habitual present tense (an aimsir gnáthláithreach)

Obviously there is a difference in Irish between the 2 aspects of action: habitual and non-habitual (somewhat comparable to the Russian perfect and imperfect aspect)
The habitual present tense exsists as its own form only for the verb = to be.
Tá sé = he is (present tense)
Bíonn sé = he is (habit. present tense)
For all other verbs there is only one common form for non-habitual and habitual present tense. Colloquially, mostly the habitual present tense is meant (except with verbs of the thought, feeling and the senses)
It is used for actions, that regularly (normally, generally, often, sometimes, seldom, never) take place

In the direct relative clause: there is a special form with an s-suffix (e.g. a bhíos = that is, in Conamara a bhíonns)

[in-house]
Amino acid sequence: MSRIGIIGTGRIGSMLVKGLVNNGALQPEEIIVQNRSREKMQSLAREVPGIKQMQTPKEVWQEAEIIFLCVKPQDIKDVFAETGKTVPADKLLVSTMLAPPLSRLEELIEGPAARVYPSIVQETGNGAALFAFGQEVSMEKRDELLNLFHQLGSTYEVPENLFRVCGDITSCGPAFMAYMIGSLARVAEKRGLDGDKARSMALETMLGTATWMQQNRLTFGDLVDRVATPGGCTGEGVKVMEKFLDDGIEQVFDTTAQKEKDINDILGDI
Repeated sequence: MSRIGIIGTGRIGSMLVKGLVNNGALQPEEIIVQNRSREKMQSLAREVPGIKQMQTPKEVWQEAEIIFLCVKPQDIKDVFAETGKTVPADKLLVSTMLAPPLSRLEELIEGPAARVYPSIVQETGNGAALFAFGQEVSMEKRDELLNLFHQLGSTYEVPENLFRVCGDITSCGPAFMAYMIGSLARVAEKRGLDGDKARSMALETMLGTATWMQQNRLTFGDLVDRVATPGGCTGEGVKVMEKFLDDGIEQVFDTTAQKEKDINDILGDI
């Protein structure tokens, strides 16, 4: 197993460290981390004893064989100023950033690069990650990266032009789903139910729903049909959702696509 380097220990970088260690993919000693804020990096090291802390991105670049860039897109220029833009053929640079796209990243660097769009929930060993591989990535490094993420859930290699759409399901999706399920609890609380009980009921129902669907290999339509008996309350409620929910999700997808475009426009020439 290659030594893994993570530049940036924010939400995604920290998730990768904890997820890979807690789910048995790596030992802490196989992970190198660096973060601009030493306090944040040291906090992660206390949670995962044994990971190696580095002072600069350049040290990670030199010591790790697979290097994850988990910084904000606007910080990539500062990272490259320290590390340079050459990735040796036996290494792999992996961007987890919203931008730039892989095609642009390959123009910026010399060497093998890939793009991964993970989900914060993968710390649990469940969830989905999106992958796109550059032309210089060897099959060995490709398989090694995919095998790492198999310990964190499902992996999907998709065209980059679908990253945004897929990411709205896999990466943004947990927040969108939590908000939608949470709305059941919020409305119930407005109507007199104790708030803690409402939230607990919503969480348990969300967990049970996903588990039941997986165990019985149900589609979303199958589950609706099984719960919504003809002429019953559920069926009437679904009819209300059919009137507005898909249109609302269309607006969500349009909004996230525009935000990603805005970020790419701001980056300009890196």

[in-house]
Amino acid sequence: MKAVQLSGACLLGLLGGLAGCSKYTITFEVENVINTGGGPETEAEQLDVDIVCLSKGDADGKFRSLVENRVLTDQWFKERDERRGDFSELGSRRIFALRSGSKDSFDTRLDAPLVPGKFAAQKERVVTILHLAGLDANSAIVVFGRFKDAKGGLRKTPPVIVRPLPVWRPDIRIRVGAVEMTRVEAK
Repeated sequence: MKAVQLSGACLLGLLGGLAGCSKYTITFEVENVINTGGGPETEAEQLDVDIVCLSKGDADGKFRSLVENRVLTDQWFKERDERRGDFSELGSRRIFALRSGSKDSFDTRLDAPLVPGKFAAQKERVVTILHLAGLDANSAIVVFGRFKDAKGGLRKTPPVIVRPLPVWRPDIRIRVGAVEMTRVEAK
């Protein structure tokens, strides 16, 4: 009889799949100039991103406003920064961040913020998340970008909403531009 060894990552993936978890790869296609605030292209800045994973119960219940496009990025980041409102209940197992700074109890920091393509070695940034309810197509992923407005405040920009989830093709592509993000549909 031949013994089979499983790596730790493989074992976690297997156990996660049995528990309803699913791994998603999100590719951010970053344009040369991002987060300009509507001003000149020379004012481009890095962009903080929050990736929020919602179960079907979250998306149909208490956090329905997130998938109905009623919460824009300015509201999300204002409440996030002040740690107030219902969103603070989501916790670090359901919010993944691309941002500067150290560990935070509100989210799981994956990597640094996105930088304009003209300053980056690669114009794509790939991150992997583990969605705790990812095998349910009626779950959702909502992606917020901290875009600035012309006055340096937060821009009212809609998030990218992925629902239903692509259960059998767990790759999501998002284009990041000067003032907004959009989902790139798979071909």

e.g: an carr a bhíos glan i gcónaí = the car that is generally is clean.

preterite (an aimsir chaite)

The preterite is used like the German preterite. It is, although, additionally used in the situations where the German perfect and plusquamperfect is used. It describes a one time (punctual) action in the past.
It is the normal narrative form in prose..
e.g. Chonaic mé = I saw, I have seen, I had seen

Just a side - (to explain the conjugation different from the other tenses ):
The preterite suffixes stem from the singular (-as, -is, -) of the old Irish. s-preterite,but in the plural (-amar, -abhar, -adar) the former deponential (passive-) conjugation.

imperfect (an aimsir neamhfhoirfe) or habitual preterite (an aimsir gnáthchaite)

The imperfect is the habitual form in the past. It us used similar to the habitual present tense. But it is, as opposed to that, available for all verbs as an individual form. It describes a recurring or continuous (non-punctual) action in the past (Engl.: "I used to ...")